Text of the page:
What it does: Improves soil texture, and adds a TON of nutrients
Compost trumps most other soil amendments due to the sheer amount of nutrients it contains. Compost can include everything from decomposed egg shells and banana peels to leaves and grass clippings – anything organic that has sufficiently broken down to look like rich, dark soil.
How to use it: Mix generous amounts of compost into soil
The dirt: Manure
What it does: Improves soil structure, and increases organic nutrient value
Similar to compost, manure will give your plants the food they need to grow and thrive. There is little difference between sheep, steer, and mushroom manure.
How to use it: Mix with soil in a ratio of up to 50/50
Bagged manure is odour-free and highly concentrated – a win-win!
What it does: Builds soil fertility over time, with a slow and steady release
Bone meal contains lots of phosphorous for bigger, bolder blooms and stronger roots. It releases slowly and steadily, keeping your plants healthy and strong over time.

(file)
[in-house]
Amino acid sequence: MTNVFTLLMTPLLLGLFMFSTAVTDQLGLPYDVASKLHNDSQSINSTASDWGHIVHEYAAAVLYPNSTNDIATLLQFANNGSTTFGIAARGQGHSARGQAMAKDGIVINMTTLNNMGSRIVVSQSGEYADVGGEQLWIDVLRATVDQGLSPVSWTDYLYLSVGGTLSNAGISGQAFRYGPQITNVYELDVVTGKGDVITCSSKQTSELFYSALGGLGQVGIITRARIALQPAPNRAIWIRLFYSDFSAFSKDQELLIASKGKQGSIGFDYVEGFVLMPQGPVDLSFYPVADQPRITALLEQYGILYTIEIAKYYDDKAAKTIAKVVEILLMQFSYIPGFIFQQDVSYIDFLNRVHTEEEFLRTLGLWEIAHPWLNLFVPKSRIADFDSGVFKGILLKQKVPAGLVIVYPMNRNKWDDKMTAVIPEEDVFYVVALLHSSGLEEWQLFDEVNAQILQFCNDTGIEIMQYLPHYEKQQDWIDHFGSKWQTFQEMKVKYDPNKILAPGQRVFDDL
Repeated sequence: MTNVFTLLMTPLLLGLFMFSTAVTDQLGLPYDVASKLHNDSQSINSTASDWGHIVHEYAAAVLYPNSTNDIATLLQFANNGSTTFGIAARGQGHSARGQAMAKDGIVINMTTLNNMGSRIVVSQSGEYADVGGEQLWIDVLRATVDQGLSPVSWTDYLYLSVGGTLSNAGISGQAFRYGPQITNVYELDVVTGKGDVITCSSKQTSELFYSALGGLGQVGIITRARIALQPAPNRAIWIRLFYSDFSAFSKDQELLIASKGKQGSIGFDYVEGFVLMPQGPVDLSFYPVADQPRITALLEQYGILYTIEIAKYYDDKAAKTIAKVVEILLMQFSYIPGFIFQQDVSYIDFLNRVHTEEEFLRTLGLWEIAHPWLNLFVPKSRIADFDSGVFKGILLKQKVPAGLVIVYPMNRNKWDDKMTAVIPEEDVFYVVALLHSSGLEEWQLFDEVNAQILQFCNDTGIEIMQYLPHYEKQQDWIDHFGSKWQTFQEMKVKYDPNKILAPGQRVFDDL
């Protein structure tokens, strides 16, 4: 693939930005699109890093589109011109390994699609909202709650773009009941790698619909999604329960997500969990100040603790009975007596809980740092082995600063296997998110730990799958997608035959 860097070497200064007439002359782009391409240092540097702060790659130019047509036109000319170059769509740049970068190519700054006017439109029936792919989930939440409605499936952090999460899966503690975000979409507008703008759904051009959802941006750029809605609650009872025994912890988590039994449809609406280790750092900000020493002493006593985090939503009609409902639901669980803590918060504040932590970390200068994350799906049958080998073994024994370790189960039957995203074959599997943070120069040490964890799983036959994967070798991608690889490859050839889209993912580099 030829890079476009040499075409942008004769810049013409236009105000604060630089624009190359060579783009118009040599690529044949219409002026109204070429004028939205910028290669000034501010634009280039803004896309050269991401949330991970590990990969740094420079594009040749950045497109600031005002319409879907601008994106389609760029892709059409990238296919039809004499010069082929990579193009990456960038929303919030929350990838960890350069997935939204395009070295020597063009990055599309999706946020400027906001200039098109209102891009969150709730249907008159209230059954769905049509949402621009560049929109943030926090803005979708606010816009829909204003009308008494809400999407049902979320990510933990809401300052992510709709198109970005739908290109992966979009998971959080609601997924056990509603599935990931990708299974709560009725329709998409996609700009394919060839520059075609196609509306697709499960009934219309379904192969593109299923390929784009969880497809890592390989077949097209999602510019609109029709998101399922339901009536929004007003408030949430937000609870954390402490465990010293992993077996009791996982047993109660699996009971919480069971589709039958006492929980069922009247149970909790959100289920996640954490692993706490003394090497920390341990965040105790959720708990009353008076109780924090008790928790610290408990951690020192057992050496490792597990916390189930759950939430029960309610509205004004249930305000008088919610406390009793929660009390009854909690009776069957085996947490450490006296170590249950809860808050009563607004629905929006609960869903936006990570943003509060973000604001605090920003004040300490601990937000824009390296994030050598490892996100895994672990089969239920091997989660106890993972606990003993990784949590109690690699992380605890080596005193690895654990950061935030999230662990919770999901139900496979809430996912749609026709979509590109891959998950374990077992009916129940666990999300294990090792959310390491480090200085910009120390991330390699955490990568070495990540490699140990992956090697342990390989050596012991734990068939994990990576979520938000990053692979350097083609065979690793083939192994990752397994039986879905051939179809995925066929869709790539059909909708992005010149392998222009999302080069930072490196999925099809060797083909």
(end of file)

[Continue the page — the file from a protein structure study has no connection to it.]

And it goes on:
How to use it: Mix with any soils, but especially for use with roses, bulbs, and blooming plants
What it does: Gives anemic plants an organic boost; repels mice and other rodents
High in nitrogen and fast-acting, blood meal is a perfect compliment to bone meal, which is why they are often mixed together in the same package.
How to use it: Use together with bone meal
What it does: Cycles nutrients, consumes pathogens, and stabilizes soil
This stuff is 100% organic black gold! It’s also worm poop, which has an amazing diversity of plant-beneficial biology. Along with cycling nutrients, worm castings will actually destroy pathogens, and even create stable soil aggregates – the perfect triple-threat for the healthiest of plants.
How to use it: Work into your garden for healthy, stable soil
The dirt: Wood or bark mulch
What it does: Breaks down over time to add organic matter; retains moisture, insulates, and keeps weeds at bay